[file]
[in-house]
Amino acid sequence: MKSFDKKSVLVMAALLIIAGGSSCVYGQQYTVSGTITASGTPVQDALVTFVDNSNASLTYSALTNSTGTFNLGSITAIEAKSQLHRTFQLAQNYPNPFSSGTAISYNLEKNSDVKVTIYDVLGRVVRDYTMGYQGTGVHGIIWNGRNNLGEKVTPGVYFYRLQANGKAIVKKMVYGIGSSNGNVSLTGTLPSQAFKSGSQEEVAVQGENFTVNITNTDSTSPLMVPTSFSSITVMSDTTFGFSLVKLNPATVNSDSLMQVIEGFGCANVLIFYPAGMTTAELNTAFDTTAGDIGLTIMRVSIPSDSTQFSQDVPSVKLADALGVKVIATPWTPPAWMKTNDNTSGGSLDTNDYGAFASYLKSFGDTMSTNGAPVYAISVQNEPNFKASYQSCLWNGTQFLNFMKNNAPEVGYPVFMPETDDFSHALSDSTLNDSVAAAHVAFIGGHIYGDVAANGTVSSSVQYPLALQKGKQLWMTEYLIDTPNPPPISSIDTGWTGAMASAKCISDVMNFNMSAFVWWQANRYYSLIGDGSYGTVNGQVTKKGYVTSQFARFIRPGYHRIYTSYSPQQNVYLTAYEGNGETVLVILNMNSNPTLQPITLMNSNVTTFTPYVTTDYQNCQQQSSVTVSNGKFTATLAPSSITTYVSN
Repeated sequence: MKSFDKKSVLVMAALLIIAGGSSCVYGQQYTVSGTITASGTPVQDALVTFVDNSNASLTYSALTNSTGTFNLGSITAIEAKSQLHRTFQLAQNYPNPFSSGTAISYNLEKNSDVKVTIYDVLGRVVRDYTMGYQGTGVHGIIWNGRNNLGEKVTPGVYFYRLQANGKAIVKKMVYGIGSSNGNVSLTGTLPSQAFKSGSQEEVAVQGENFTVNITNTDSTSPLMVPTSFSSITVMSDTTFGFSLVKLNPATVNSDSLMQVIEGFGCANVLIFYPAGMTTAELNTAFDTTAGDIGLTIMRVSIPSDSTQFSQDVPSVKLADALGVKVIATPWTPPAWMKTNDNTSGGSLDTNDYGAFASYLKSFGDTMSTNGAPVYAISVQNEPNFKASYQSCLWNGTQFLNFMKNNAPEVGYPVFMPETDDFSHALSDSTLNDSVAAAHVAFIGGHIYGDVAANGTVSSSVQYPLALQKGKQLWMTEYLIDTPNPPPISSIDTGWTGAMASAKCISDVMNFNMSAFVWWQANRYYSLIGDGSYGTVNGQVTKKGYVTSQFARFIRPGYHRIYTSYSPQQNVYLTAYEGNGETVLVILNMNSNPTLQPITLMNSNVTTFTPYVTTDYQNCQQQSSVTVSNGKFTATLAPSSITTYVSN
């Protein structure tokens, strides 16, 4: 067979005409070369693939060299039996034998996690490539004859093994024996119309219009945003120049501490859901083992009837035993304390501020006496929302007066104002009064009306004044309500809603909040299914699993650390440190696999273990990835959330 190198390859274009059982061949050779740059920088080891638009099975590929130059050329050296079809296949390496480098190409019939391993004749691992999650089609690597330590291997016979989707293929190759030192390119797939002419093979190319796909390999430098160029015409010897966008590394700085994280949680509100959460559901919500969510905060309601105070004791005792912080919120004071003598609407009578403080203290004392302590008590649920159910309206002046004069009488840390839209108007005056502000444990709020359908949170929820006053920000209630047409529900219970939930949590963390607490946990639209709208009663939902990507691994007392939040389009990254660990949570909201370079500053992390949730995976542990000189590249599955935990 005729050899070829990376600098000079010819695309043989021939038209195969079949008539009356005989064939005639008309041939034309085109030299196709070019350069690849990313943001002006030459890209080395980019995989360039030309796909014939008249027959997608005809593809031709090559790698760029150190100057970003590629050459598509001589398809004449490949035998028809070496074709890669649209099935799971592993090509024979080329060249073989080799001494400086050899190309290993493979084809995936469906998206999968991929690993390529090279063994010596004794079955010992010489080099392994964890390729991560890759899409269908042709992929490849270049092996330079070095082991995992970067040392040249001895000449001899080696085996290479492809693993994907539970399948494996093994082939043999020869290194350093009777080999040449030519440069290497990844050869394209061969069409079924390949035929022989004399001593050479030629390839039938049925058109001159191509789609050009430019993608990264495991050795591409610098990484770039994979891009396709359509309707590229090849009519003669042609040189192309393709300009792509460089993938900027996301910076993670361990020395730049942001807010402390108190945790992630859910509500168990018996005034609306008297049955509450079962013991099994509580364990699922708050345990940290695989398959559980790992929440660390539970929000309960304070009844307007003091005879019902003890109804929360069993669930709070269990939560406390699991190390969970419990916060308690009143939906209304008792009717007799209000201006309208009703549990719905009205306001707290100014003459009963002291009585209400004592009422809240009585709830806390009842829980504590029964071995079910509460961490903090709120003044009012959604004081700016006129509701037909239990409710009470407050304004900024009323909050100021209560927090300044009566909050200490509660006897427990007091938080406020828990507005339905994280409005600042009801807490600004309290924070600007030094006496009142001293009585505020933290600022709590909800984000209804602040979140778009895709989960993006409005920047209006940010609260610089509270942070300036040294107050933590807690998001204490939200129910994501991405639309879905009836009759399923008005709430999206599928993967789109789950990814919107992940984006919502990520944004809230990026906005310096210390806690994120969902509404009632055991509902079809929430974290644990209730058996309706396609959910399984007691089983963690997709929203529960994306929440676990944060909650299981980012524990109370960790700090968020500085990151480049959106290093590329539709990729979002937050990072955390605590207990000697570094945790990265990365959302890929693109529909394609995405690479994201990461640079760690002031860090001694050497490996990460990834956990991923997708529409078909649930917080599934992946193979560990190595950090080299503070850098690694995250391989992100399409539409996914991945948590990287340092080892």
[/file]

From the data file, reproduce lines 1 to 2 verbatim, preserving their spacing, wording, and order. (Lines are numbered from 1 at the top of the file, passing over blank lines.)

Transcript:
[in-house]
Amino acid sequence: MKSFDKKSVLVMAALLIIAGGSSCVYGQQYTVSGTITASGTPVQDALVTFVDNSNASLTYSALTNSTGTFNLGSITAIEAKSQLHRTFQLAQNYPNPFSSGTAISYNLEKNSDVKVTIYDVLGRVVRDYTMGYQGTGVHGIIWNGRNNLGEKVTPGVYFYRLQANGKAIVKKMVYGIGSSNGNVSLTGTLPSQAFKSGSQEEVAVQGENFTVNITNTDSTSPLMVPTSFSSITVMSDTTFGFSLVKLNPATVNSDSLMQVIEGFGCANVLIFYPAGMTTAELNTAFDTTAGDIGLTIMRVSIPSDSTQFSQDVPSVKLADALGVKVIATPWTPPAWMKTNDNTSGGSLDTNDYGAFASYLKSFGDTMSTNGAPVYAISVQNEPNFKASYQSCLWNGTQFLNFMKNNAPEVGYPVFMPETDDFSHALSDSTLNDSVAAAHVAFIGGHIYGDVAANGTVSSSVQYPLALQKGKQLWMTEYLIDTPNPPPISSIDTGWTGAMASAKCISDVMNFNMSAFVWWQANRYYSLIGDGSYGTVNGQVTKKGYVTSQFARFIRPGYHRIYTSYSPQQNVYLTAYEGNGETVLVILNMNSNPTLQPITLMNSNVTTFTPYVTTDYQNCQQQSSVTVSNGKFTATLAPSSITTYVSN